UK GDP slowdown takes hold in second quarter

GETTYBritain's economy grew again in the second quarter of 2017

GETTYBritain's economy grew again in the second quarter of 2017

Even with the improvement in retailing in the second quarter, the sector posted flat growth over the six months through June.

"Today's GDP figures reveal weak growth under a weak government, and expose the last seven years of Tory economic failure".

The retail trade, as well as film production and distribution were the largest contributors to service growth said the ONS, with the largest downward pressures coming from construction and manufacturing.

Finance minister Philip Hammond said the economy was "steady" and that more certainty about how Britain will leave the European Union in less than two years' time would help spur economic growth.

On an annual basis, GDP expanded by 1.7% in the second quarter of 2017, compared with the same period previous year.

The UK economy has struggled to gather pace following a lacklustre start to the year, diminishing the chance of the Bank of England hiking interest rates in the coming months.

"The services aggregate was the main driver to the slower growth in GDP, contributing 0.23 percentage points".

The initial estimate showed growth picking up from the first quarter of the year, when it was only 0.2%.

So far sterling seems little affected, trading at $1.3013 while the FTSE 100 is up 42 points so far at 7,477.

"Consumer spending is likely to be impacted through the second half of the year by an ongoing appreciable squeeze on purchasing power (indeed real incomes growth is likely to remain negative for some months to come despite June's dip in inflation)".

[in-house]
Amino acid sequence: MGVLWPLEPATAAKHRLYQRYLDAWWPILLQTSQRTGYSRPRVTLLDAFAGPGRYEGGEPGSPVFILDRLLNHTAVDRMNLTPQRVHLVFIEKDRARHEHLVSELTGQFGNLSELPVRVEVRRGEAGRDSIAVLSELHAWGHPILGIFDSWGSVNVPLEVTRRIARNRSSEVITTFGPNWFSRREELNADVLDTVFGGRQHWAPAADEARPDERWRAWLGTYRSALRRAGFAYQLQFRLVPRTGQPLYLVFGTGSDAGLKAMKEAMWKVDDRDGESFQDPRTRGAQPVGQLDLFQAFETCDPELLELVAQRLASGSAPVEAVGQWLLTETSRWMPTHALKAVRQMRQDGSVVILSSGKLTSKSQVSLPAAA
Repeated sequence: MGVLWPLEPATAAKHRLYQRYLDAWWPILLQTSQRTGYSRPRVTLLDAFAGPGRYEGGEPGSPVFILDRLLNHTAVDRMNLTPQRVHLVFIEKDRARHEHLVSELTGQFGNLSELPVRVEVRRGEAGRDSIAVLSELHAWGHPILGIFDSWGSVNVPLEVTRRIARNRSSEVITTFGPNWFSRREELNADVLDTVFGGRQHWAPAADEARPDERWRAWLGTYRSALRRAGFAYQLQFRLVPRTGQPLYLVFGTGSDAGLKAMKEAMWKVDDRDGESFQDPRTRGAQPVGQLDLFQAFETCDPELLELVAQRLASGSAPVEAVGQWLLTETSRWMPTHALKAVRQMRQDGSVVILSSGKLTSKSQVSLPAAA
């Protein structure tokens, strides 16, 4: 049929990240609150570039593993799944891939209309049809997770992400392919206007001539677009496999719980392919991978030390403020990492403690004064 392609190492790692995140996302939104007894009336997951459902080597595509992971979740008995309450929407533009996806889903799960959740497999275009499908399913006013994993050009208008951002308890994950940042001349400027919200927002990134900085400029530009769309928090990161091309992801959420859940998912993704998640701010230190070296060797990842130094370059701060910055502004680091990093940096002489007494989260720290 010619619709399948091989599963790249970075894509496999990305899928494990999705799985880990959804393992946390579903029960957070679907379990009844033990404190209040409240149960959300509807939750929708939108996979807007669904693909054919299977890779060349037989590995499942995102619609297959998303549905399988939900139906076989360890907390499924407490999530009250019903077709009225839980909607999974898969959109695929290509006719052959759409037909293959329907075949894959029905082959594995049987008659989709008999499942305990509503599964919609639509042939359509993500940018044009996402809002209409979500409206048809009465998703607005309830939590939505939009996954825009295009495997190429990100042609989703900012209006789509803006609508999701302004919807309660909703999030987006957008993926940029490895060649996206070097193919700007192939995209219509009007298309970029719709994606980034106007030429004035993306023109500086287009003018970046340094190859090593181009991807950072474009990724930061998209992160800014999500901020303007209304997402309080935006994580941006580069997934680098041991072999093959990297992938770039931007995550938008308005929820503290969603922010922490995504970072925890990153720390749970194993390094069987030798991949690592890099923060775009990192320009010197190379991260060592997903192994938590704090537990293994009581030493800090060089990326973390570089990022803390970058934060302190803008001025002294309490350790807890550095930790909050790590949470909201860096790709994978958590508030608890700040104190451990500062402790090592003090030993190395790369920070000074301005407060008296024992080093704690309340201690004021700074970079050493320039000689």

Commenting on the figures, Darren Morgan, head of national accounts at the Office for National Statistics, said: "The economy has experienced a notable slowdown in the first half of this year".

"Inflation is likely to resume its upward trajectory in the coming months and this could trigger a sharper economic slowdown by increasing the squeeze on consumer spending - a major driver of United Kingdom economic growth".

"The bigger picture is that there has been a significant failure by the central bank to stimulate growth in the United Kingdom economy".

And the Centre for Economics and Business Research (Cebr) anticipates that the United Kingdom economy will grow by just 1.3 per cent in 2017, a substantial downward revision from an earlier forecast of 1.7 per cent.

Overall, the latest figures are as expected, highlighting the weakness in the economy post the Brexit referendum.

This is up from 0.2% in the first quarter of the year, which was a significant fall from 0.7% recorded at the end of 2016.

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